Government Efficiency PDF Print E-mail
Sunday, 18 September 2005 16:00
Today after I spent some time cleaning out cupboards and Rick cleaned the roof of the motorhome, we ventured downtown to renew my passport. Before we left Ontario, it occurred to me that my passport was due to expire in November when we will be in California so I elected to renew it now before we go south. I filled out the application, had the appropriate paperwork completed and had my photograph taken (on a good hair day, no less) and proceeded to Paul DeVillers office in Orillia (the local Member of Parliament) to send it off. After they checked it over, it was suggested to me that I should wait until I went to Vancouver to send it out in the event that there was a problem with it.

So today, I had the pleasure of waiting for over two hours to have an attendant recheck my previously-checked application and start the renewal process. First, I stood in line for ten minutes to get a number so I could wait in a room with a "kazillion" other people for it to be called. I was told that it would take about an hour for my number to be called so I was able to join Rick for some lunch first. Fearing that the line-up of people ahead of me might miraculously be looked after sooner, I ate quickly and returned to the office while Rick went for a walk. Fortunately, I had the good luck of sitting beside some very interesting and funny people who helped make the time go by faster.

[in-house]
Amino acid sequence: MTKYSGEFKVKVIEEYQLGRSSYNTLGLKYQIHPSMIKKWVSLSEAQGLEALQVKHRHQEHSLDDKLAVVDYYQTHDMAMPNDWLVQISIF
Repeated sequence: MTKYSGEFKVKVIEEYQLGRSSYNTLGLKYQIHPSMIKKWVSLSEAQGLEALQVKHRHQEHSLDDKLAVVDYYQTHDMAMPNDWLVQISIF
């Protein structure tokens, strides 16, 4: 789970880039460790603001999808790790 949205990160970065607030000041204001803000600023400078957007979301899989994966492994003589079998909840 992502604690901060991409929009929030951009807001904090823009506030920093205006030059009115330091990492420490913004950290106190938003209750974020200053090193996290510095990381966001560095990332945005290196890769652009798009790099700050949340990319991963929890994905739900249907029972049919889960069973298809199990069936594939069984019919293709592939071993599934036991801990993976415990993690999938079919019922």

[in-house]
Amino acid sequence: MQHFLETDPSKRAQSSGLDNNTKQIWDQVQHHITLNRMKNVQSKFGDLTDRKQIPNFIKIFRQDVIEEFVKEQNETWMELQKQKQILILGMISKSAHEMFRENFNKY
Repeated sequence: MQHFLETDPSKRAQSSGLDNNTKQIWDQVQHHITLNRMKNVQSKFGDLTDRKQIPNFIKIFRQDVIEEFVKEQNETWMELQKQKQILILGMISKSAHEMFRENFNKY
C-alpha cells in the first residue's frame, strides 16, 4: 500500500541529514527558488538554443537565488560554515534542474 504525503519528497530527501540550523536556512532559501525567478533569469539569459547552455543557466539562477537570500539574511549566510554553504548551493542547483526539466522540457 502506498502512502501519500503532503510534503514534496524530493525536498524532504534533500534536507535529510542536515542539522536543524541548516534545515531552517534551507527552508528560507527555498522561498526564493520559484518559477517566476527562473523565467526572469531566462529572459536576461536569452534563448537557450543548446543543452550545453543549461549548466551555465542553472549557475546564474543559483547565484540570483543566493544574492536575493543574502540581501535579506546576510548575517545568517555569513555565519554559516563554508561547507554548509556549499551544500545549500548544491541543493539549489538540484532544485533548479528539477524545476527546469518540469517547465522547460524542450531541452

Two hours and some good conversation later, I found myself face to face with a very amicable "passport checker" who after 20 minutes lightened my wallet by $97 ($87 for the passport and an extra $10 so I could save them the postage by picking it up myself!). Apparently, I can collect it on October 3 unless I get a call to tell me otherwise. What a lovely way to waste, (oops I mean spend) a sunny afternoon and such a great way to see how our hard earned tax dollars are being spent. It was so good to see all those attendants standing around watching the handful that were at the 8 or 9 out of 14 wickets serving the public. Of course, if all the staff had actively been working the wait might only have been a reasonable 30 minutes or less but then we (the people waiting) wouldn't have had such an interesting afternoon. Unlike this family of raccoons in Stanley Park, efficiency is not something the government can ever be accused of having!